by Naomi Riddle
‘Time moves in one direction, memory another. We are that strange species that constructs artefacts intended to counter the natural flow of forgetting.’ – William Gibson, Distrust That Particular Flavor (2012)
A shimmering silver blimp hangs from the roof in the Turbine Hall on Cockatoo Island in Sydney. Every so often the light refracts off the silver material, which is as delicate as foil wrapping paper. It is an enormous and oversized balloon. The people hanging around beneath the blimp look tiny and reduced, as large pieces of orange, black and white fabric rest on the floor. Lee Bul’s ‘Willing to be vulnerable’ (2015-16) is both carnivelesque and futuristic, like something out of a failed Kubrick film. But in her allusion to the Hindenburg airship, an image of modernity destroyed in a fiery explosion in 1937, Bul reminds us that our desire to progress towards some ideal utopia is easily punctured.
Lee Bul, Willing To Be Vulnerable, 2015–16, heavy-duty fabric, metalised film, transparent film, polyurethane ink, fog machine, LED lighting, electronic wiring, dimensions variable.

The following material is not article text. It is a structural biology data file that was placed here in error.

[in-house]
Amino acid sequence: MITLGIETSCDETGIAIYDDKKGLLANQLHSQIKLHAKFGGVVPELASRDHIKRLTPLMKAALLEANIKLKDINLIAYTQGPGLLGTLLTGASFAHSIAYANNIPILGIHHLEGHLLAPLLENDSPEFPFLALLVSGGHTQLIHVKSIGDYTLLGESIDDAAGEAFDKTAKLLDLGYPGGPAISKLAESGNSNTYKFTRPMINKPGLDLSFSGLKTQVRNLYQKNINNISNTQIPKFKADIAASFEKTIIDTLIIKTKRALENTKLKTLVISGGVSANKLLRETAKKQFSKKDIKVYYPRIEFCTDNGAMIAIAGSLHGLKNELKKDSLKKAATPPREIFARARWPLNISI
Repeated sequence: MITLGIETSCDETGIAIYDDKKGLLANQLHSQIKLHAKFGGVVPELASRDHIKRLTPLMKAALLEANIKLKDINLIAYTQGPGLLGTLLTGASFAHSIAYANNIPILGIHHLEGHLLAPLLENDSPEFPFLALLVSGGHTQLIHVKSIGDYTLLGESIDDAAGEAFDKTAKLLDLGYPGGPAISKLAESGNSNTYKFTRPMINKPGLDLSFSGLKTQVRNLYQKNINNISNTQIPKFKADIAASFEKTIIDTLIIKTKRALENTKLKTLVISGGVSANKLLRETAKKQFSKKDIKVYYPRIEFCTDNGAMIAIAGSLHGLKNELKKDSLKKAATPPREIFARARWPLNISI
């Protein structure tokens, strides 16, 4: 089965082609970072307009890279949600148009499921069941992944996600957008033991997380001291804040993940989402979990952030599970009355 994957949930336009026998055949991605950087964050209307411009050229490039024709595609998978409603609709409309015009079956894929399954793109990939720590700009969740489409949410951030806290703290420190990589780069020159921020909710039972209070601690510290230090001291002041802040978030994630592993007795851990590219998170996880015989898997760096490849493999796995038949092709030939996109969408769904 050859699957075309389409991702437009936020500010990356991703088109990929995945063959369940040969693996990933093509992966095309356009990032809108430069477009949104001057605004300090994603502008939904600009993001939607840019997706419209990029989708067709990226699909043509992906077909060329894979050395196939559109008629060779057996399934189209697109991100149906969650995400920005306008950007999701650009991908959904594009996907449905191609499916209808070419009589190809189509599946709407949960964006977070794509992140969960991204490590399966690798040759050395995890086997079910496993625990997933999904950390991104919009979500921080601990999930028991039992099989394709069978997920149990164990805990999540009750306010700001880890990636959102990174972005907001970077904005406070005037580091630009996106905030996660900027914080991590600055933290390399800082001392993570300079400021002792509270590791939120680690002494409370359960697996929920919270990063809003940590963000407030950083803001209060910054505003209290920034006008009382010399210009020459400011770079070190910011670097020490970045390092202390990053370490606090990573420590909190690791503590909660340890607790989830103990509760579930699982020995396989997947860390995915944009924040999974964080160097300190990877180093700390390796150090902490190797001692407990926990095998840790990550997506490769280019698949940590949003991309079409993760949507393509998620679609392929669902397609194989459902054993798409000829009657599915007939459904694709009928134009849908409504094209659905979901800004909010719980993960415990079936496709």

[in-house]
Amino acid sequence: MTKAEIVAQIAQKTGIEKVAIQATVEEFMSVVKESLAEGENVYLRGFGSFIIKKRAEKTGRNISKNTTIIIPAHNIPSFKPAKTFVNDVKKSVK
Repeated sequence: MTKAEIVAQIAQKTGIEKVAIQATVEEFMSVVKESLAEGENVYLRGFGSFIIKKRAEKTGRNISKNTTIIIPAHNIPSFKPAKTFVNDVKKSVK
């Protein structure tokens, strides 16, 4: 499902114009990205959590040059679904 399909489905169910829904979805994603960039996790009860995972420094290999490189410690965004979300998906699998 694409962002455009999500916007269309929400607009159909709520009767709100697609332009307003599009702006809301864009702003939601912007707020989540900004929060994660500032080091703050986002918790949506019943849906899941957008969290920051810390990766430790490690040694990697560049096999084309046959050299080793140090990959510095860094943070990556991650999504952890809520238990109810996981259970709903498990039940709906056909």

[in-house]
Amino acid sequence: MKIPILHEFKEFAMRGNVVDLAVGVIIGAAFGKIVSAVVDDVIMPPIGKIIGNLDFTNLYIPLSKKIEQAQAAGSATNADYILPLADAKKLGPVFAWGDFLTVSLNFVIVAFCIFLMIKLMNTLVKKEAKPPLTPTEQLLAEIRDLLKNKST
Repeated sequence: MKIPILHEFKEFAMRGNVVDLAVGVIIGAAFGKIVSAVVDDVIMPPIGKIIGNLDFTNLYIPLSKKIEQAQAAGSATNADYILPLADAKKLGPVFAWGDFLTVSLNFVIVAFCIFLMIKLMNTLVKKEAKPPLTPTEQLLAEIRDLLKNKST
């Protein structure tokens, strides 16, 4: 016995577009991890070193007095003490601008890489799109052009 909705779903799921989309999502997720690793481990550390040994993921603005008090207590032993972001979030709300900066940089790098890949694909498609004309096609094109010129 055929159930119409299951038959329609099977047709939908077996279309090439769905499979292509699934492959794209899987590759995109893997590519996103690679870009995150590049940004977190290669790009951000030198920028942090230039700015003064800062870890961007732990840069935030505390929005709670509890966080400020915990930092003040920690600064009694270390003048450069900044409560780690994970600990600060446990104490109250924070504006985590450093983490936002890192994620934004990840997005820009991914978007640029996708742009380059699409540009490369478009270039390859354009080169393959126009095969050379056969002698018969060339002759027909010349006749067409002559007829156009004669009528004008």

The title of the 20th Biennale of Sydney, ‘The future is already here – it’s just not evenly distributed’, is taken from a comment by popular science fiction author William Gibson. Gibson, who is best known for his cyberpunk novel The Neuromancer (1984), is well versed in considering the frightening consequences of unchecked technology and cyberspace. Many of his recent books consider a future that is also distinctly present, a kind of parallel universe running alongside our current world. As artistic director Stephanie Rosenthal’s choice of title suggests, the Sydney Biennale points to the connection between science or speculative fiction and the world of contemporary art: both are preoccupied with the now and its overlap with the future; with divisions and injustices and our relationship with technology; both consider alternate ways of being or future dystopian realities, as well as the long reach of the past, history and memory.